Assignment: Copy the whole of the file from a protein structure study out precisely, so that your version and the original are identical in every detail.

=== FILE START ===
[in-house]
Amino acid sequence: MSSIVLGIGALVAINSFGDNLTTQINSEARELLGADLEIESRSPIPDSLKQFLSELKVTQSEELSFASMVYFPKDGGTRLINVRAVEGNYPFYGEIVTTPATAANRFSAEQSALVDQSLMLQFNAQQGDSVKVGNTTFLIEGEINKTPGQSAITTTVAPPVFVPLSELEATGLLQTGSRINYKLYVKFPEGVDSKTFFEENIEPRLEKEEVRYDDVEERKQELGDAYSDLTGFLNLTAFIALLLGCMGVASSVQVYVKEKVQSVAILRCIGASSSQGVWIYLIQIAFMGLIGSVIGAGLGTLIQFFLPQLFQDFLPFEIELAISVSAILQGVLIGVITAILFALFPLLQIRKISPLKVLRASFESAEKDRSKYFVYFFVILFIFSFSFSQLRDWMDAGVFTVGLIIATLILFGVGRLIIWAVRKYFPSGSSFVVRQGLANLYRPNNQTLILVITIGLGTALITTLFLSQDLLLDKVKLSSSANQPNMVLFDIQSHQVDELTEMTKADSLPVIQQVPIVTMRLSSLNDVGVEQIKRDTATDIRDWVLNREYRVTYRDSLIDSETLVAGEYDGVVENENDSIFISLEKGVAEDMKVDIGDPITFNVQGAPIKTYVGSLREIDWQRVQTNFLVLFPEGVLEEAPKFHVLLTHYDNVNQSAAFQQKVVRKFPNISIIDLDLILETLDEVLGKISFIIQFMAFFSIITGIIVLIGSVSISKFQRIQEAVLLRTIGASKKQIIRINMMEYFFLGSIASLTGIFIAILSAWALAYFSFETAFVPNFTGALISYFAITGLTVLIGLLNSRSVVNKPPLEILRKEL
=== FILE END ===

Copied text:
[in-house]
Amino acid sequence: MSSIVLGIGALVAINSFGDNLTTQINSEARELLGADLEIESRSPIPDSLKQFLSELKVTQSEELSFASMVYFPKDGGTRLINVRAVEGNYPFYGEIVTTPATAANRFSAEQSALVDQSLMLQFNAQQGDSVKVGNTTFLIEGEINKTPGQSAITTTVAPPVFVPLSELEATGLLQTGSRINYKLYVKFPEGVDSKTFFEENIEPRLEKEEVRYDDVEERKQELGDAYSDLTGFLNLTAFIALLLGCMGVASSVQVYVKEKVQSVAILRCIGASSSQGVWIYLIQIAFMGLIGSVIGAGLGTLIQFFLPQLFQDFLPFEIELAISVSAILQGVLIGVITAILFALFPLLQIRKISPLKVLRASFESAEKDRSKYFVYFFVILFIFSFSFSQLRDWMDAGVFTVGLIIATLILFGVGRLIIWAVRKYFPSGSSFVVRQGLANLYRPNNQTLILVITIGLGTALITTLFLSQDLLLDKVKLSSSANQPNMVLFDIQSHQVDELTEMTKADSLPVIQQVPIVTMRLSSLNDVGVEQIKRDTATDIRDWVLNREYRVTYRDSLIDSETLVAGEYDGVVENENDSIFISLEKGVAEDMKVDIGDPITFNVQGAPIKTYVGSLREIDWQRVQTNFLVLFPEGVLEEAPKFHVLLTHYDNVNQSAAFQQKVVRKFPNISIIDLDLILETLDEVLGKISFIIQFMAFFSIITGIIVLIGSVSISKFQRIQEAVLLRTIGASKKQIIRINMMEYFFLGSIASLTGIFIAILSAWALAYFSFETAFVPNFTGALISYFAITGLTVLIGLLNSRSVVNKPPLEILRKEL